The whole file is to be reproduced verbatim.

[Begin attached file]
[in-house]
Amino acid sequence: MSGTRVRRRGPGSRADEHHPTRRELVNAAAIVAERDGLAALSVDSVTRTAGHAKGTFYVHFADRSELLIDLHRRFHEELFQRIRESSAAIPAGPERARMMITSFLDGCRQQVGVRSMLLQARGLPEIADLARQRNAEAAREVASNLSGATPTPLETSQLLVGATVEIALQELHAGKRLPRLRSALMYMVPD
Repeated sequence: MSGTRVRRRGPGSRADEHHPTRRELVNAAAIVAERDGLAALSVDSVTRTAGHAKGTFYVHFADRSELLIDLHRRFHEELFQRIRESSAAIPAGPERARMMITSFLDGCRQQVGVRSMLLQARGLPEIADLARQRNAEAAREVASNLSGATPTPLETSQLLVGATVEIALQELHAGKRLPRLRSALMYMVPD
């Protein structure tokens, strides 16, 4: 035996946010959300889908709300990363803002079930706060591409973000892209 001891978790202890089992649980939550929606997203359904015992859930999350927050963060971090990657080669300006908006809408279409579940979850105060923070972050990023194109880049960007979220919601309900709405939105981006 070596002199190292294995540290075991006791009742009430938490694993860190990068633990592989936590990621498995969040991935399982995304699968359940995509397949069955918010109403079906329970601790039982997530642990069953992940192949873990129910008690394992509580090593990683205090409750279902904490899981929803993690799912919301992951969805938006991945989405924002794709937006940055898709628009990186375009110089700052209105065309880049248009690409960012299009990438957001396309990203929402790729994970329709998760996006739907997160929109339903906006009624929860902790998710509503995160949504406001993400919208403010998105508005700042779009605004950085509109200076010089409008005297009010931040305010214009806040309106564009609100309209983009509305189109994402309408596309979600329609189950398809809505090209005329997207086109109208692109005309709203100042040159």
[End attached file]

[in-house]
Amino acid sequence: MSGTRVRRRGPGSRADEHHPTRRELVNAAAIVAERDGLAALSVDSVTRTAGHAKGTFYVHFADRSELLIDLHRRFHEELFQRIRESSAAIPAGPERARMMITSFLDGCRQQVGVRSMLLQARGLPEIADLARQRNAEAAREVASNLSGATPTPLETSQLLVGATVEIALQELHAGKRLPRLRSALMYMVPD
Repeated sequence: MSGTRVRRRGPGSRADEHHPTRRELVNAAAIVAERDGLAALSVDSVTRTAGHAKGTFYVHFADRSELLIDLHRRFHEELFQRIRESSAAIPAGPERARMMITSFLDGCRQQVGVRSMLLQARGLPEIADLARQRNAEAAREVASNLSGATPTPLETSQLLVGATVEIALQELHAGKRLPRLRSALMYMVPD
């Protein structure tokens, strides 16, 4: 035996946010959300889908709300990363803002079930706060591409973000892209 001891978790202890089992649980939550929606997203359904015992859930999350927050963060971090990657080669300006908006809408279409579940979850105060923070972050990023194109880049960007979220919601309900709405939105981006 070596002199190292294995540290075991006791009742009430938490694993860190990068633990592989936590990621498995969040991935399982995304699968359940995509397949069955918010109403079906329970601790039982997530642990069953992940192949873990129910008690394992509580090593990683205090409750279902904490899981929803993690799912919301992951969805938006991945989405924002794709937006940055898709628009990186375009110089700052209105065309880049248009690409960012299009990438957001396309990203929402790729994970329709998760996006739907997160929109339903906006009624929860902790998710509503995160949504406001993400919208403010998105508005700042779009605004950085509109200076010089409008005297009010931040305010214009806040309106564009609100309209983009509305189109994402309408596309979600329609189950398809809505090209005329997207086109109208692109005309709203100042040159």